He explained that England compressed the lineout, allowed Maro Itoje to roam up and down and gave Ireland the option of winning ball at the front. However, Joe Schmidt’s side went to the middle and the back, were slow on the way-in, laboured in their movement and that the calling at times failed to appreciate the space; essentially Ireland gambled and lost.
“Ideally you want to win the ball towards the tail, because if you’re mauling it opens up the blindside and if you’re going off the top, it’s a short pass and straight away you can get width. In the first Welsh game our lineout was massively improved but everything went to zone two; we just worked off that.
“If you watch the last Welsh game, Wales looked to step across the gap, slow things down [like England] and break the rhythm of the Irish lineout. There were probably a couple of poor calls to start with. When teams smell a small bit of blood they go we are going to put a lot of pressure on the lineout.
“What I would have said after the England game is Ireland need to have a plan to break down Tier 1 teams. If they are giving you ball at the front you have to have a plan to take it and still get to an edge. You might just have to play an extra phase before you can go wide.”
He made an interesting observation with regard to Welsh outhalf Dan Biggar’s intercept in the second game. Rather than going off the top, James Ryan took the ball down in zone two to check the Welsh backline but because officials were not rigorous in policing offside, Biggar was able to sprint up-field and inveigle his way into the Irish passing channel.
Flannery maintained that getting Ryan to call lineouts was a good thing and a nod to the future but that “the most important thing is to be able to win the ball, win your own possession. You are better off taking the ball that you know you’re going to win rather than pursuing the 50-50 at the tail.
“If you watch how the Springboks defend lineouts they will always look to cut off the middle and the back and give you the front. You might as well win 100 per cent of the ball and learn to use it. The Scarlets and Leinster offer really good examples where they took a huge amount of ball at the front.
“Leinster would drop Seán Cronin, a real dynamic carrier, to the 15-metre mark; he’d hit, he’d carry, they would resource that ruck quickly and then the blindside winger would come in and move the ball. They would get to the edge then. If you win the ball and try to go to the edge [immediately], it’s just too slow.”
He subscribes to the notion of an ‘open’ World Cup in terms of the overall winner because New Zealand are not at their best but adds a codicil that when they are “no one else can live with them. There are a lot of teams who feel, Ireland are amongst them, they will get to the knockouts. From there it’s three games, cup rugby.”
Jerry Flannery on . . .
“He came out for his first training session with Munster, most try to get up to speed and be friendly with everyone. Jean walked into the first lineout of the session, stood beside John Madigan turned and pushed him as hard as he could.
“When Jean Kleyn walks on the field the first thing he [aims] to be the most physical player. He does that really, really well. He’s an incredibly easy guy to coach, a pleasure to work with. He’s worked really, really hard on his handling game.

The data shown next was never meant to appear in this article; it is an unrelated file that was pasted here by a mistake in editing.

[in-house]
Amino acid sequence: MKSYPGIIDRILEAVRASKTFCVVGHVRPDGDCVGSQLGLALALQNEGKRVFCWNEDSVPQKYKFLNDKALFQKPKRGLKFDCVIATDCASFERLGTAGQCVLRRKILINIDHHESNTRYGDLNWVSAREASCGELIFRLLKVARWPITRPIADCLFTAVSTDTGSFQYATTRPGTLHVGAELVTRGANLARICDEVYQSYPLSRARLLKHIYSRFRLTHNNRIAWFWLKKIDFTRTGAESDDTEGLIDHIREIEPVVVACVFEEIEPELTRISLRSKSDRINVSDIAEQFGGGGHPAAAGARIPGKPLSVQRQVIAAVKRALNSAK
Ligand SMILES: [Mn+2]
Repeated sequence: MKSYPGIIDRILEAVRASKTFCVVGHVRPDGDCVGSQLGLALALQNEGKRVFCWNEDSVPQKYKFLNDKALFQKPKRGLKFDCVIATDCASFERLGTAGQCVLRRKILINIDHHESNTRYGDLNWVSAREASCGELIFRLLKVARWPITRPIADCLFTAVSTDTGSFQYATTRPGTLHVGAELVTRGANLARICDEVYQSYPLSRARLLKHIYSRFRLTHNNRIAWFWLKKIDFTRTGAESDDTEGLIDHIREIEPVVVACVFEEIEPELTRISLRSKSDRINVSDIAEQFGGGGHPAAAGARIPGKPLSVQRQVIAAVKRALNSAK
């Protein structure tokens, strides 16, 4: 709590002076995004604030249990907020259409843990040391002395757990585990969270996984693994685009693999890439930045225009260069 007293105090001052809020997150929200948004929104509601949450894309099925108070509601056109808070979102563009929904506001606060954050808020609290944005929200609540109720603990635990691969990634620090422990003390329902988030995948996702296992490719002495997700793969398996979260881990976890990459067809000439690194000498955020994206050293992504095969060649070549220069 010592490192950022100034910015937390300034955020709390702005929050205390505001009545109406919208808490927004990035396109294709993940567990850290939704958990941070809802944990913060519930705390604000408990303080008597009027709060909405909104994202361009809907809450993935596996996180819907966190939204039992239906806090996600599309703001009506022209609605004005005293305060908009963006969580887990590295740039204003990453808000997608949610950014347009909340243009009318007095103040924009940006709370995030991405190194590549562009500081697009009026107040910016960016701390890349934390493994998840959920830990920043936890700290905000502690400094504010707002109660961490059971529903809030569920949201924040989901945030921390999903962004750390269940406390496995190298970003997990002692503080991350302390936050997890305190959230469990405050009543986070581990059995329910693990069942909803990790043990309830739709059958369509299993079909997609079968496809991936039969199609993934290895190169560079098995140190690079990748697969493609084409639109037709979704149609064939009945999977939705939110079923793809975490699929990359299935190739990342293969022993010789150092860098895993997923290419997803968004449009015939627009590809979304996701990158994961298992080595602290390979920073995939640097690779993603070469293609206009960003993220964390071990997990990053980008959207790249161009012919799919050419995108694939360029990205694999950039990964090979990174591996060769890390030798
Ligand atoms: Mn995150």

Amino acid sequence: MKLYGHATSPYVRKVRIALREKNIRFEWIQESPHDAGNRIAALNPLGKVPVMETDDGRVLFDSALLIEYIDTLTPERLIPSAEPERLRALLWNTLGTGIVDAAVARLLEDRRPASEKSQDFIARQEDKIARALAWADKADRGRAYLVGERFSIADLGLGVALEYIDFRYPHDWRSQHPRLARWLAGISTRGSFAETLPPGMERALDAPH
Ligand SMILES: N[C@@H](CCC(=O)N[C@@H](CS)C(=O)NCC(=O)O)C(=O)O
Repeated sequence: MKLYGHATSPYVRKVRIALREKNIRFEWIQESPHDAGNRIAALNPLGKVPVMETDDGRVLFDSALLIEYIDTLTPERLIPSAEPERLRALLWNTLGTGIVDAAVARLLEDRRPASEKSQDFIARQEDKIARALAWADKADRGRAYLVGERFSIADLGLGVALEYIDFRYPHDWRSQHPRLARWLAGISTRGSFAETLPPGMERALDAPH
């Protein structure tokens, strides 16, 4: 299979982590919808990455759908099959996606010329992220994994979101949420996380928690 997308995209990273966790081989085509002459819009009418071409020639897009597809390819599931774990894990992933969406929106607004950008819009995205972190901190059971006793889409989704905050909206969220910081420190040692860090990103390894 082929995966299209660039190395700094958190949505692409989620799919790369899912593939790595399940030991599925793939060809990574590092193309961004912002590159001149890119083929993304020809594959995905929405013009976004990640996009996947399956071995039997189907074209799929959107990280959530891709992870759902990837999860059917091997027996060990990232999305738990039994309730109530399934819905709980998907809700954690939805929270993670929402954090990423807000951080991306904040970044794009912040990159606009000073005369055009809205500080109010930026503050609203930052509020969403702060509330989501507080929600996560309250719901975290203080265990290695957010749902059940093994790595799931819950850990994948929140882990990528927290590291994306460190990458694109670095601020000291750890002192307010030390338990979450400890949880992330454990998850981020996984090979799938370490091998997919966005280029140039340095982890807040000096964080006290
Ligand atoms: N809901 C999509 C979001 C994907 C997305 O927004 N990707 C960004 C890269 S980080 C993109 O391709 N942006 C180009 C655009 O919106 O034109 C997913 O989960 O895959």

“The standard things that you see from Jean are his ability to impact rucks. Even if you haven’t won huge collisions your ability to move the opposition bodies a metre beyond the ball; that’s the equivalent of fast ball for you. It’s difficult to do because you are moving a mass but Jean is so big, he just moves it. It is a massive part of the game.
“In terms of taking opposition mauls apart he is like a huge battering ram. You never want to let the opposition’s maul get set, you want to try and disrupt it; splitting the jumpers. Jean is as good as anyone in Irish rugby at doing that.
“He adds huge ballast in the scrum, a work-on for him is keeping his shape at scrum time behind the tighthead but he adds massive weight. He has worked really, really hard on his handling in terms of receiving re-starts.
“Joe has spoken about trying to build in his attacking game. A work-on for him is his footwork and acceleration into contact. He should be a gainline winner for Ireland but that’s going to be the work-on and Joe has talked about adding that to his game, because it will strengthen Ireland’s game.”
“He [the lineout caller] has got to be a coach [on the field], have a work ethic because that’s how he gets up to speed and he has to be able to function under pressure. Doing the analysis allows you to see why you are making errors. Having an understanding of [lineouts in general]; are the opposition a man watch team, are they a zonal team? [On your own ball] appreciating how movements work and what your hooker’s throwing speed is like [informs what you can do].
“The easiest thing is when your hooker has a quick throw and you are quick up in the air. If you’re throwing to Peter O’Mahony your hooker can just pelt it and he will get up and win the ball all the time. That gives you a massive advantage.
“I haven’t worked with James Ryan or Iain Henderson but I know that Pete can do that. I don’t think that JK [Kleyn] is as quick off the ground. The main thing is being a coach, taking responsibility for it. If you are the lineout caller then it is on you that we win our lineout ball.
“If James Ryan has done a good job there then you might be able to say to Jean [Kleyn], ‘we will see you working our contested lineout or you will be taking lineout mauls apart; the more that you can spread the ownership throughout the team the better.”
The art of lineout throwing
“In terms of the things I looked for when I was coaching and looking at hookers, I’d say pace on the throw, the same as pace on a pass, it just gives you so many more options.”
“Some teams will give you the front but others will say ‘no we are going to show you the tail here’. You have to have the confidence that your caller is able to look at you and go, ‘they are showing me the tail, there is a window of opportunity here’ where the throw has to have enough pace to get there.
The Ireland scrum
“Ireland’s scrum is phenomenal, one of the best scrums in the world. Greg Feek has done an incredible job. They have great alignment through their front five and all the backrow scrum really hard as well.”